Washington State University researchers Amit Bandyopadhyay and Susmita Bose (the brains behind the 3D printed tools made out of moon rocks) have been asked by Aerojet to collaborate on a new project. This time Aerojet wants them to produce 3D printed short-run parts for a miniature research satellite that houses the world's smallest liquid rocket engine.
The satellite, which is no bigger than a coffee cup, requires metal and ceramic parts that Aerojet believes can be created using WSU's 3D printers. "We believe that additive manufacturing could mean lower cost parts due to no tooling, no set up and little rejected material. This could shorten our schedules for small quantity parts," said Christian Carpenter, program manager at Aerojet.
Before the parts can go into the satellite they are going to have to be thoroughly tested. "You can imagine that you want to print an airplane structure, but you have to prove that it's good," Carpenter said. "The pieces have to work every time – and many of them for long periods."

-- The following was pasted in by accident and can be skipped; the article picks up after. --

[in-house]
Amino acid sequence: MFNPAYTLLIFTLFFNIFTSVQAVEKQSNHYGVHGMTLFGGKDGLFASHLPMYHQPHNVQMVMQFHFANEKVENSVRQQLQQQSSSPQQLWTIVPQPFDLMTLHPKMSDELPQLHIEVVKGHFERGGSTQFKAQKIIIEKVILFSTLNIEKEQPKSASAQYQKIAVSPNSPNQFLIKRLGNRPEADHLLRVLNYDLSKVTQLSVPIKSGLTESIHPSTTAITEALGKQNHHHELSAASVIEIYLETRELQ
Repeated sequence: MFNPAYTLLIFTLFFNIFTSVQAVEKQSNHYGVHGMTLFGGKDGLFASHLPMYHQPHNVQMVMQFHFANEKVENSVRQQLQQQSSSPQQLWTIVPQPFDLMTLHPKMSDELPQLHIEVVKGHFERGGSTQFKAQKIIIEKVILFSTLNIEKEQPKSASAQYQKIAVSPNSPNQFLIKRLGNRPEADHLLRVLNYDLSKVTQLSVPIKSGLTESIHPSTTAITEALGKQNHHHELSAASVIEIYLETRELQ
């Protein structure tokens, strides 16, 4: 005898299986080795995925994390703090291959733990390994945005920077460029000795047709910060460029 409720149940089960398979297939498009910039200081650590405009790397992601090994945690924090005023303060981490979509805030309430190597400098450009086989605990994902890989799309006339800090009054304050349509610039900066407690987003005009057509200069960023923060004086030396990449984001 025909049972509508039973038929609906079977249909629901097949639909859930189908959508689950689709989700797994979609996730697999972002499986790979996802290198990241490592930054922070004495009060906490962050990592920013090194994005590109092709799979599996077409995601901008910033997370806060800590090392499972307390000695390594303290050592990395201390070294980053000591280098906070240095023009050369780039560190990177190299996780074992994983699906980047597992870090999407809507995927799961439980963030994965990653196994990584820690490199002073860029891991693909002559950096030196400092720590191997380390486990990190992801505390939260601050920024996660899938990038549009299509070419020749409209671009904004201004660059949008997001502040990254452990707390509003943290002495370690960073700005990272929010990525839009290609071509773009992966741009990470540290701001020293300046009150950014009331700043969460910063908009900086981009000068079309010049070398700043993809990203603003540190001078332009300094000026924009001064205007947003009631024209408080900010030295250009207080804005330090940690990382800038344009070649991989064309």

The parts are still in the design phase right now and testing is not slated until sometime in the future. Regardless of the outcome, Aerojet believes the research is worth investment. "Whether the project successfully produces parts or not, we're going to learn something valuable," Carpenter said. "I have no doubt that we're going to find an application for this manufacturing process that provides significant benefit."
Aerojet isn't the only company trying to figure out the best way to test 3D printed parts. NASA just tested a 3D printed rocket injector and it passed with flying colors. They are also taking the 3D-printing-with-moon-rocks concept to the extreme and working with the ESA to make 3D printed buildings on the moon.